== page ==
DDG article

A great introduction to the Diemer–Duhm Gambit is now available: 10-page article by Bob Jensen. It concentrates on two critical variations:

  • 5...c5 6.d5 exd5 7.cxd5 exf3 8.Nxf3 Bd6 (Keres).
  • 5...Bb4 (Kmoch).

Especially 6.fxe4 is an interesting improvement idea to the Kmoch variation:


To open is to develop

Jyrki Heikkinen (2091) – Jussi Hämäläinen (2156), 10 + 10 minutes, Helsinki, Finland, January 2010

1.d4 Nf6 2.g4

When the opponent is expecting the Blackmar–Diemer Gambit, it's sometimes good to give him something else to think about. The Gibbins–Weidenhagen Gambit is a good surprise weapon.

2...Nxg4 3.e4 Nf6 4.e5


4...Nd5 is naturally better.

5.Nc3 d6 6.Nf3 dxe5 7.Nxe5 Nf6 8.Bc4 e6 9.Rg1 c5 10.Be3

Rybka likes 10.dxc5, but having a lead in development, I want to make that lead even bigger, so I continue developing the rest of my pieces.


11.Qf3 Qb6 12.O-O-O

This is what I call development: White has developed five pieces in the last five moves. As a result, White has developed all his seven pieces whereas Black has developed only two. As a compensation for that, Black has only one pawn! White has clear advantage (+1.3), says Rybka.

12...cxd4 13.Bxd4

13.Ne4! would have been crushing.

13...Qc7 14.Bb3 Bd7?

14...Bd6 15.Nc4 is better, but White is still winning. After the text, Rybka's assessment is about +5.0.

15.Ne4 Nxe4 16.Qxf7+ Kd8

17.Bb6 Qxb6 18.Rxd7+ Kc8 19.Qe8+ 1-0



Jyrki Heikkinen – Marko Parkkinen, 5 + 5 minutes, Helsinki, Finland, August 2009

1.d4 d5 2.e4 dxe4 3.Nc3 e5 4.Qh5

"What's this?" my opponent asked about this provoking queen move. We have played some BDG games earlier, but few players are interested in analyzing these variations.

4...Qxd4 5.Be3 Qd6 6.Rd1 Qe6 7.Nxe4 Nf6 8.Nxf6+

8...Qxf6?? 9.Nf3?

We didn't see that 9.Bg5 wins the queen because of the threat 10.Rd8#.

9...Nc6 10.Bb5 Bd6


I have plenty of justifications for playing strange moves like this. First, I want to confuse the opponent. The knight doesn't seem to do anything on g5, but it does: it annoys the opponent. Second, I want to provoke the opponent to create weaknesses. Black can drive the knight away with h6, but that could become a target of attack, especially if Black castled kingside.

As a bonus, the move sets a simple trap: 11...O-O?? 12.Qxh7#. Finally, thanks to the unfamiliar opening, my opponent had much less time than me, so I wanted to complicate the position, and make his game even more difficult.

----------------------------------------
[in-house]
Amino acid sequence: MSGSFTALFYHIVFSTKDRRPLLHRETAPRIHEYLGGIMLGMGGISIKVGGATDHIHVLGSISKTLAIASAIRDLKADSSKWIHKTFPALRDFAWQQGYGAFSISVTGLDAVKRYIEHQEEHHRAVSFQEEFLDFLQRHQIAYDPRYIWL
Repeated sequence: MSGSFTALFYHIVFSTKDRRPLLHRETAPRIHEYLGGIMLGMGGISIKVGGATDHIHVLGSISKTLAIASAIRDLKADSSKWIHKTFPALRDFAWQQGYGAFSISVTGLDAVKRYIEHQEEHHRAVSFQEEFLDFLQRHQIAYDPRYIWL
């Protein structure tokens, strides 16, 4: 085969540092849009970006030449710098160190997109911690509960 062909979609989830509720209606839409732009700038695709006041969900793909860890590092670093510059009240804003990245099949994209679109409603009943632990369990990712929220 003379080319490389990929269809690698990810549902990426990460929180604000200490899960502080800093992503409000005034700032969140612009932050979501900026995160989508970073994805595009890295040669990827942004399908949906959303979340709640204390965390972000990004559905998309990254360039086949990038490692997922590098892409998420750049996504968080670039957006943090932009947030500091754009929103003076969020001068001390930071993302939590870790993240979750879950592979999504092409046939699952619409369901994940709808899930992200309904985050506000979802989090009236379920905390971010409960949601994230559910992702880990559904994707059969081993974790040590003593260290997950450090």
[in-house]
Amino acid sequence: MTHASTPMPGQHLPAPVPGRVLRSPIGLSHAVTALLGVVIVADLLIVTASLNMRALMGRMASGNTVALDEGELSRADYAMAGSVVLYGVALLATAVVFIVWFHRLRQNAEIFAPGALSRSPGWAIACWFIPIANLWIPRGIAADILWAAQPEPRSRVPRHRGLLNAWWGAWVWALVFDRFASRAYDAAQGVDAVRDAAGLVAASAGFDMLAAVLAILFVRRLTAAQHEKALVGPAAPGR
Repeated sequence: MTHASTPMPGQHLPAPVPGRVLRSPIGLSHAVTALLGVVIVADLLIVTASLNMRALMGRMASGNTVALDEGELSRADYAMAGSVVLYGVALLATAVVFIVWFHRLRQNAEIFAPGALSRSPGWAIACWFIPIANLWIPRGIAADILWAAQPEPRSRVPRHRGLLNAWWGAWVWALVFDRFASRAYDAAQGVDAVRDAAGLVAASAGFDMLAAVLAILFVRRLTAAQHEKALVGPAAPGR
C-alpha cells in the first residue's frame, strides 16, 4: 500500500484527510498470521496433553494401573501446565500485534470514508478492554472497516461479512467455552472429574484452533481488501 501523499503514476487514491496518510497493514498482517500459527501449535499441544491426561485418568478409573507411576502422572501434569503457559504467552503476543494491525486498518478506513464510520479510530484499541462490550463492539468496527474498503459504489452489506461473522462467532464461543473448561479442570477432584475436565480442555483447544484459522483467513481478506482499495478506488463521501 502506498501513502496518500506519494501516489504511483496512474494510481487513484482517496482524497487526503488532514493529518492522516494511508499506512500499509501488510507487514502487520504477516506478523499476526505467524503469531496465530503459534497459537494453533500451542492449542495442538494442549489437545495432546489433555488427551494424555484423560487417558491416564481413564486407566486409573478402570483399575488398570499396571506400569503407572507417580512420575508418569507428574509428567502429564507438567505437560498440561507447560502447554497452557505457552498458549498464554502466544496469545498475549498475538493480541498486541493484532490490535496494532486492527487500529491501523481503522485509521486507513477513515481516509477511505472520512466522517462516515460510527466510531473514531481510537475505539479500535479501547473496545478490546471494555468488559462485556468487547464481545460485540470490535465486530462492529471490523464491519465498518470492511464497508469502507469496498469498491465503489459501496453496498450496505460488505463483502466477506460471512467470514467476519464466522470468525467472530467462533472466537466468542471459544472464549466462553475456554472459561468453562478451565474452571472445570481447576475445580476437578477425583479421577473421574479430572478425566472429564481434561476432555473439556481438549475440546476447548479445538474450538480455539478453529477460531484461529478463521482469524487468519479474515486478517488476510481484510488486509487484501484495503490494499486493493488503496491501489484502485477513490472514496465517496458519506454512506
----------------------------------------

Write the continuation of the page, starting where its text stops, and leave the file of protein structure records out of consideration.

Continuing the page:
11...Bf5 -/+.

12.Ne4 Qe7 13.O-O O-O


This was quite an instant sacrifice, based on my gut feeling rather than real calculation. I think I have won about 80 % of the games in which I have sacrificed a bishop on h6, so usually I don't have to calculate.

To my surprise, the sacrifice was perfectly correct this time: Rybka recommends it, too.


This loses. Rybka suggests a very sharp variation that starts with 14...Nd4 15.Bd3 gxh6 16.Qxh6 f5 17.Bc4+ +/=.



15...f6 16.Bc4+ Be6 17.Bxe6+ Qxe6 18.Qg6+ Kh8 19.Rd3 Rf7 20.Nxf6! (20.Rh3+?? Qxh3! -+) +-.

16.Bc4+ Rf7 17.Nf6+ 1-0

It's quite fitting that the knight that provoked h6 decides the game.

Afterwards it would be tempting to claim that the game followed a logical plan: after provoking a weakness by 11.Ng5, I simply exploited it by 14.Bxh6. Who knows, maybe I had a subconscious plan because many BDG games of mine have followed this same pattern.


My shortest checkmate in Staunton

Jyrki Heikkinen — Tuomas Pitkänen, Helsinki, Finland, August 2008

1.d4 f5 2.Nc3

Sometimes I delay e4, and give the opponent a chance to choose some obscure Staunton Gambit variation.

2...g6 3.e4 d6 4.Bd3 fxe4 5.Nxe4

This is not gambit anymore, but the position could have been reached via the Staunton Gambit, say, 2.e4 fxe4 3.Nc3 d6 4.Nxe4 g6 5.Bd3.

5...Nf6 6.Ng5 Nc6

7.Nxh7!? Nxh7? 8.Bxg6+ Kd7 9.Qg4+ e6

10.d5 Ne5? 11.Qxe6# 1-0


DDG video

While ecogoogling the other day, I found a funny YouTube video that presents a DDG trick for bullet (1 + 1 minute) games. The DDG game starts at 7:35.

ecogoogling googling chess openings, which are organized by ECO (Encyclopaedia of Chess Openings) codes; the term is derived from egogoogling

The trick that wins a piece goes as follows:

1.e4 e6 2.d4 d5 3.c4

"I am playing my Duhm gambit again and again against this French Defence", says the guy on the video.

3...dxe4 4.Nc3 Nf6 5.d5?!

"Only players about 2200 fall for this, and beneath, of course; it happens very often", he continues.

I briefly mentioned this trick move in the DDG News in 2003.

5...exd5 6.cxd5 Bb4??

6...c6! -/+ busts the trick, but is hard to find in a bullet game.

7.Qa4+ Nc6 8.bxc6 +-